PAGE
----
Meinl HCS Cymbal Pack review

  • £125
  • $246
More bangs per buck: Meinl's HCS cymbals are made from inexpensive MS63 brass alloy.

MusicRadar Verdict

Surprisingly good cymbals that would make a sensible purchase for any beginner.


  • +

    Cost-effective - but they don't sound cheap.


  • -

    At the price, not much.

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Meinl is the epitome of efficient German engineering, combining over 50 years of instrument expertise with advanced manufacturing processes.

The company's ever-expanding range of cymbals has models to suit all genres. The set we have for review contains a selection from Meinl's entry-level HCS range, which it says "offers the best possible sounds at an affordable price".

"Striking the 16" crash at the edge with the stick shoulder sees the cymbal peak instantly and tail off just as rapidly, leaving a sustained note that's actually quite pleasant."

Buying cymbals in a boxed set can have advantages over purchasing them individually; it saves money and the hassle of selection, and they will usually be tonally matched.

Meinl offers three cymbal sets in its HCS series; two 'Basic' and one 'Complete' - the first Basic set has a pair of 14" hi-hats and a 16" crash (as reviewed), the second also has 14" hi-hats but comes with an 18" crash/ride and lastly the Complete Cymbal Set comprises 14" hi-hats, 16" crash and a 20" ride.


HCS cymbals are created from a brass alloy, MS63 (MS = Mint State, 63 = percentage of copper). This brassy formula is used by many manufacturers for their entry-level cymbals, because it's easy to work and is a relatively inexpensive material.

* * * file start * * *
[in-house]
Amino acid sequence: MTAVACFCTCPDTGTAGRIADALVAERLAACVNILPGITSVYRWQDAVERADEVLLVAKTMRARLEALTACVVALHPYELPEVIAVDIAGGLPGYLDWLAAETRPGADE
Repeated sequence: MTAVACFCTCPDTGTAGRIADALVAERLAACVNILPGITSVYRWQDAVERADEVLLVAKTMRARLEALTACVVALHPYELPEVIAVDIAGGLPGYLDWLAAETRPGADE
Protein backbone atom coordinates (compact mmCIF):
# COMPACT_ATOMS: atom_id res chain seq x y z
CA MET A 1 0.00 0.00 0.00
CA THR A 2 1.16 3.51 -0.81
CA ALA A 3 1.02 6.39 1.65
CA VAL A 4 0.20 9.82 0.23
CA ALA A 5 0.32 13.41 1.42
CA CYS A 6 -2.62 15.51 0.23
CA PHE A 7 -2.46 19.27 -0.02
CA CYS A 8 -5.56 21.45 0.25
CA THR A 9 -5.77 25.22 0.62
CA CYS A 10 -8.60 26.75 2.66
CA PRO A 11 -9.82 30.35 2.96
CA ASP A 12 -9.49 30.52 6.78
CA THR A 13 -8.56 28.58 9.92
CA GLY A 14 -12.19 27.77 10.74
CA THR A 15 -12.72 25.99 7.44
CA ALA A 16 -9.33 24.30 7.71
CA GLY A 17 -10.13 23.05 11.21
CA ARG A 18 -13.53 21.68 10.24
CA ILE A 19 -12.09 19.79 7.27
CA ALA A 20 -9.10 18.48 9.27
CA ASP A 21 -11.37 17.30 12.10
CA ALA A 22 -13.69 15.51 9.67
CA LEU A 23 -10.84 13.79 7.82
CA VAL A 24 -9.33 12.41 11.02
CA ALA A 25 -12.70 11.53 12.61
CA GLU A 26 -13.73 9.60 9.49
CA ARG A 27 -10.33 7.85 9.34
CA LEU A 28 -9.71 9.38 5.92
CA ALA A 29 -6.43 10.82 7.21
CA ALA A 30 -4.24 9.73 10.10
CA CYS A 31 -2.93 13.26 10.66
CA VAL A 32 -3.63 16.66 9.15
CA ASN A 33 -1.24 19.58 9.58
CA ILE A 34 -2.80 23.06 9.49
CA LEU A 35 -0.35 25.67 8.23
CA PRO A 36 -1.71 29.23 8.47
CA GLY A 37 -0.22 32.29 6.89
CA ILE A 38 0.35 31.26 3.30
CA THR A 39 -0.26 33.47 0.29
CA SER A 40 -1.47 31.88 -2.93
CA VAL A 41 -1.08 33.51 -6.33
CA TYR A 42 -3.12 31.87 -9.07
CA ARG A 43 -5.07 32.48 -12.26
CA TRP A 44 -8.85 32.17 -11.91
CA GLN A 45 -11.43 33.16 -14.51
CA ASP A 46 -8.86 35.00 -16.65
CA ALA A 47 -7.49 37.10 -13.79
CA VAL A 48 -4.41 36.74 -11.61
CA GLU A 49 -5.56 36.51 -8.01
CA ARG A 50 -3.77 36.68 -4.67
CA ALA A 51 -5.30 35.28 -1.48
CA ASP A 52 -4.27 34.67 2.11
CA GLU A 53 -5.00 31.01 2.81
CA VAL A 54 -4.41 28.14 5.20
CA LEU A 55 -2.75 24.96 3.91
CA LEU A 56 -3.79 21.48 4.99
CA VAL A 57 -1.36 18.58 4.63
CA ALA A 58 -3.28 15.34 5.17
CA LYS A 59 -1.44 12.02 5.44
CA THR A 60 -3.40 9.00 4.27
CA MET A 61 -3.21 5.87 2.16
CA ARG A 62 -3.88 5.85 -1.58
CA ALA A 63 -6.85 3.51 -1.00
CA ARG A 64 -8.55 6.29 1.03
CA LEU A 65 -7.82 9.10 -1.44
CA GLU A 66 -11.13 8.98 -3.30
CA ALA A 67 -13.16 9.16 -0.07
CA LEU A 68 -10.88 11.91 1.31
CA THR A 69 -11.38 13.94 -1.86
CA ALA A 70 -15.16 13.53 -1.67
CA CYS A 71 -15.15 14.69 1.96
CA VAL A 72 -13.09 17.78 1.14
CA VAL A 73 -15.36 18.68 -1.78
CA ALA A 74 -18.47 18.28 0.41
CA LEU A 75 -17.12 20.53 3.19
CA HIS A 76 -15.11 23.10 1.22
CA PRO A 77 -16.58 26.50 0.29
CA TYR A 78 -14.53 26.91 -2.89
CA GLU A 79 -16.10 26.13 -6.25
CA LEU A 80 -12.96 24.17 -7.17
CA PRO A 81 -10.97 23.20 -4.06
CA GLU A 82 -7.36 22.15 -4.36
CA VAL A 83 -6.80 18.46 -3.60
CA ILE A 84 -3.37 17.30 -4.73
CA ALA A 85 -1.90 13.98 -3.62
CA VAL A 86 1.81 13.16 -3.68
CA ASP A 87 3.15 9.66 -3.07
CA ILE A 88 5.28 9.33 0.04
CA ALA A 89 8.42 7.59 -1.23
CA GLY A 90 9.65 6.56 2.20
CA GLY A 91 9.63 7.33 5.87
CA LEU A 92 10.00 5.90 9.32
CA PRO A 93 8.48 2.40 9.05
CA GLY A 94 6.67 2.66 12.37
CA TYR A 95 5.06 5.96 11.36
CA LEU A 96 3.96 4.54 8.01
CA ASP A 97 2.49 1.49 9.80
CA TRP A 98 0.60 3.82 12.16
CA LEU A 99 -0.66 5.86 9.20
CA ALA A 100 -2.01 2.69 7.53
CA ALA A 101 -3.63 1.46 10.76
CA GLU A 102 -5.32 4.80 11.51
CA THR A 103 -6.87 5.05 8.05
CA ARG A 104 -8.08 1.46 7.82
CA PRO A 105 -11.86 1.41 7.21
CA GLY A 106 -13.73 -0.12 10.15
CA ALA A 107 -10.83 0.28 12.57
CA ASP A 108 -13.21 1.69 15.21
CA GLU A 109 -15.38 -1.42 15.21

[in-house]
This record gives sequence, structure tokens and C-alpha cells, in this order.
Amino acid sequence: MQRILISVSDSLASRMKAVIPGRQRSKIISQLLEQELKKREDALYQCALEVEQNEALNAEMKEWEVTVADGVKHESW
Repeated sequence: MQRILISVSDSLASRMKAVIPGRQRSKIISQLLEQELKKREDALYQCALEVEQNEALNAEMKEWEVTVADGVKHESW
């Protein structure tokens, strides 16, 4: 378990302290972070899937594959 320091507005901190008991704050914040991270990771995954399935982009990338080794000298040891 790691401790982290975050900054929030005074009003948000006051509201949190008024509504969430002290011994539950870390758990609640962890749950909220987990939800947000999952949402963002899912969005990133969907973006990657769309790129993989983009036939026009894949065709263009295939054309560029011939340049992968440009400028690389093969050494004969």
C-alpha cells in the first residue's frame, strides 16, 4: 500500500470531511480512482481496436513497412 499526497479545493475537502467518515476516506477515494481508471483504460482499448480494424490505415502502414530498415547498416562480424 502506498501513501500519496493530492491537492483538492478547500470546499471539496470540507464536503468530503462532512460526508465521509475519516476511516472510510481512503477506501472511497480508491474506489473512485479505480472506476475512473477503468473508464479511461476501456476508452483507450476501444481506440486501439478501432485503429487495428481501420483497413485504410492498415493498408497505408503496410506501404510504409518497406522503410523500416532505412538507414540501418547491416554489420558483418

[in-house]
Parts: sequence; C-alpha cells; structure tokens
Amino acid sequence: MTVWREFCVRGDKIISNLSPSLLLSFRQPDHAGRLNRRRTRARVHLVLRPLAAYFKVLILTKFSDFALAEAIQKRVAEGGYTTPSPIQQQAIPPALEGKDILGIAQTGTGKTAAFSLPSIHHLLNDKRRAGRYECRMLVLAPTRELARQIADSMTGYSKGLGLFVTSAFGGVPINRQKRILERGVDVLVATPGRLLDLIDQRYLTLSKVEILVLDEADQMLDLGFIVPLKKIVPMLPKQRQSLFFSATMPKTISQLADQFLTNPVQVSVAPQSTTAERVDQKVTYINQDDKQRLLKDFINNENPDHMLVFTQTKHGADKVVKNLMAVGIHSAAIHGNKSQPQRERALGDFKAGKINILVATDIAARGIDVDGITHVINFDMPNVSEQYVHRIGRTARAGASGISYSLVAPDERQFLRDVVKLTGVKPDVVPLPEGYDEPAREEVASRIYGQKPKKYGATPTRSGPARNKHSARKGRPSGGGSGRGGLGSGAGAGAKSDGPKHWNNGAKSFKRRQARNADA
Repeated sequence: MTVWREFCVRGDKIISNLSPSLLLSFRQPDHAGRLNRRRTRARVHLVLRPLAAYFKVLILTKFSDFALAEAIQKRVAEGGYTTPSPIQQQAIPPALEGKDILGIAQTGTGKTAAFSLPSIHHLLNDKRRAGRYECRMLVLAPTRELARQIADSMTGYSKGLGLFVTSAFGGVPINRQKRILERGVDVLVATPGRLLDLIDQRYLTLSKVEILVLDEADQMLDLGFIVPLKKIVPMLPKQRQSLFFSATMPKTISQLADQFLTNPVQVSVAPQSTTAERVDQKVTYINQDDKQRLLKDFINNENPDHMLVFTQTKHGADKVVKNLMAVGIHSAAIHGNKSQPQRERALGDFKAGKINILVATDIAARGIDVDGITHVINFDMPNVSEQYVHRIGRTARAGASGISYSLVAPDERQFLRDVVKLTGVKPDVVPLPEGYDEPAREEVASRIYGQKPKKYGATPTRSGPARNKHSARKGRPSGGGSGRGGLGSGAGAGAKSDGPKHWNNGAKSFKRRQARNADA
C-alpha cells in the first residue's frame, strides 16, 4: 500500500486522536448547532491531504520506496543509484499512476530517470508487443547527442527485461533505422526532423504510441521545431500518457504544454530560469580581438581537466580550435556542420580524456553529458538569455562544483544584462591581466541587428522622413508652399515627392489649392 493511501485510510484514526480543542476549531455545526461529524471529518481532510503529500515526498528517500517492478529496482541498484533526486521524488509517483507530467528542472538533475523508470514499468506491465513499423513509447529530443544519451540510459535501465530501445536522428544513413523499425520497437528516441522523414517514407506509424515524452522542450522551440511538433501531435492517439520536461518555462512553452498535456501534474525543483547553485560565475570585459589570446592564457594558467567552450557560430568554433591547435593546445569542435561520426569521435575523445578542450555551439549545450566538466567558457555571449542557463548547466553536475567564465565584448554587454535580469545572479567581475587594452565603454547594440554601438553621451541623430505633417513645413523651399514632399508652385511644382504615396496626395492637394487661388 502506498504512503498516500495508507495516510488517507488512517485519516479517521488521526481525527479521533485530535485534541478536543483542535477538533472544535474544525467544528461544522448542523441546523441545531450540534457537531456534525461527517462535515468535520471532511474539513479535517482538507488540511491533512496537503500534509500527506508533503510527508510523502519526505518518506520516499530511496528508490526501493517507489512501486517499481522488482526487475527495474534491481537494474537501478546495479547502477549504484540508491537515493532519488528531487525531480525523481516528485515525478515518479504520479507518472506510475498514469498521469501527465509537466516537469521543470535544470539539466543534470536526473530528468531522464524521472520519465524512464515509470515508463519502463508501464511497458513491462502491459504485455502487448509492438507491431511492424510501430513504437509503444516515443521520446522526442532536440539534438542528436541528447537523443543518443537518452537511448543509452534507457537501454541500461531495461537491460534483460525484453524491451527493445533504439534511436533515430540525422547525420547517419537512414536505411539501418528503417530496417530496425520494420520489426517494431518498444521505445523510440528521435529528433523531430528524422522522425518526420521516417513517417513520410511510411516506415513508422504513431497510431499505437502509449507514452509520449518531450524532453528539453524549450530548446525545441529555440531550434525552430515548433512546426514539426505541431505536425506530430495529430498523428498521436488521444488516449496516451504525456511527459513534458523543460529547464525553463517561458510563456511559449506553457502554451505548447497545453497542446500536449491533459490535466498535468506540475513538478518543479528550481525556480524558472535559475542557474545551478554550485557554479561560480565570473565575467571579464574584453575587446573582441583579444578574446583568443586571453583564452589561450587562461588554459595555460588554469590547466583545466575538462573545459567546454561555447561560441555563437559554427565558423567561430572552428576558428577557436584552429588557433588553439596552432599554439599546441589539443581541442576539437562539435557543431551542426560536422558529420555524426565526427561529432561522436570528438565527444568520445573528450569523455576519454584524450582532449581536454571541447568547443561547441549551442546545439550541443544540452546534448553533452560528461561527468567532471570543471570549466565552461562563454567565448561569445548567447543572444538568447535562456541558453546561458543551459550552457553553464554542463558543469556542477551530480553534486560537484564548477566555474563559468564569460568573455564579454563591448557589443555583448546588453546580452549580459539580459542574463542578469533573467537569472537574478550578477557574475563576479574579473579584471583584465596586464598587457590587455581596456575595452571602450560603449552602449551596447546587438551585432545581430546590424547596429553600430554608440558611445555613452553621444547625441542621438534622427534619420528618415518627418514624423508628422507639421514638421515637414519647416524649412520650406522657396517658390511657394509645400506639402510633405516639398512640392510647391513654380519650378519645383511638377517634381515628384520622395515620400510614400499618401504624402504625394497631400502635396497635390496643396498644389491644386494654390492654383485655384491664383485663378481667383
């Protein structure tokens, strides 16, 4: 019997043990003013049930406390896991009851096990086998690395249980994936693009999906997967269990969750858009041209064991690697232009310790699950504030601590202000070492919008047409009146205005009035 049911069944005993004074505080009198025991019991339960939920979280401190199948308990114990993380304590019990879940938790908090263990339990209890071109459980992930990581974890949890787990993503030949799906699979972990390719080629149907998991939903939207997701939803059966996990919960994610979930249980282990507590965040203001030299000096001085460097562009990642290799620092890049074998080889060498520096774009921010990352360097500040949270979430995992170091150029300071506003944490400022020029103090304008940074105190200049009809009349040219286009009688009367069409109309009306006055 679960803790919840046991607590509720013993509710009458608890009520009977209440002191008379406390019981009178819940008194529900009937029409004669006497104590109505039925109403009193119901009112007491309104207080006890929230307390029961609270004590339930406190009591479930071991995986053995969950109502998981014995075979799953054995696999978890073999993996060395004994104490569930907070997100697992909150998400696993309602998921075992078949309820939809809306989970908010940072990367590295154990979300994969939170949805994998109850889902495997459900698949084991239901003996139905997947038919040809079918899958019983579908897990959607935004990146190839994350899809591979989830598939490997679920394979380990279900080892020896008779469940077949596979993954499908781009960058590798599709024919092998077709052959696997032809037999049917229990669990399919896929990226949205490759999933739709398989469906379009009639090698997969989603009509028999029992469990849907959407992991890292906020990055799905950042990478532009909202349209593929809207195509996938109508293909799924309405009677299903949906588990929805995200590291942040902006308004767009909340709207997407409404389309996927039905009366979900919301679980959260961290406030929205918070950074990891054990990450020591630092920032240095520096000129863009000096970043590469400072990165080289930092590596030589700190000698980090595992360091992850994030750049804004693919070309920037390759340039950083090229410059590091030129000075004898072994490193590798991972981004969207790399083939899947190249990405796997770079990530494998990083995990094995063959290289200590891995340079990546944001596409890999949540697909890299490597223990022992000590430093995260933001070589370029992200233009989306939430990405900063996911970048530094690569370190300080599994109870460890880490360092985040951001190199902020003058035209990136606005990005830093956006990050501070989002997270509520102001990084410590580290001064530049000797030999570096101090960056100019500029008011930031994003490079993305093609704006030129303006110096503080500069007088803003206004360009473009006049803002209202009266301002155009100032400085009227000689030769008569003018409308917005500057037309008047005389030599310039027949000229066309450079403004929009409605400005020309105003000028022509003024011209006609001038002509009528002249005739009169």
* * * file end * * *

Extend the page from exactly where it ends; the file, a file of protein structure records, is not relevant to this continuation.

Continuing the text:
Rather than casting, each cymbal is formed from sheet brass which is pressed into shape, lathed and hammered on the top surface only and then, finally, polished.

Printed in black upon each cymbal is the series designation 'HCS', together with the familiar Meinl logo. Laser-etched into the upper surface is yet another, much smaller logo, country of origin and serial number.

Like most hi-hat pairs, the bottom cymbal is thicker and as a result, heavier than the top. The crash is reasonably thin with a shallow taper and, like the hi-hats, has wider sound grooves around the bow but much finer ones on the bell.

Hands on

Striking the 16" crash at the edge with the stick shoulder sees the cymbal peak instantly and tail off just as rapidly, leaving behind a sustained note that's actually quite pleasant. Rather than being ear and air-splitting, the sound produced is full-bodied and quite dark.

Playing with nylon tips produces a useful cut from the bow and the bell sounds surprisingly good with some well-aimed shoulder strikes, proving the cymbal to be equally useful perhaps as a crash/ride.

The hats produce some surprises too. All the usual tricks are feasible and readily available, with actions such as half-open, pedalling with the 'chick' sound, striking while closed and then opening rapidly - it's all there. There is a slight underlying harmonic going on beneath each individual stick strike, but this is lost when adding drums.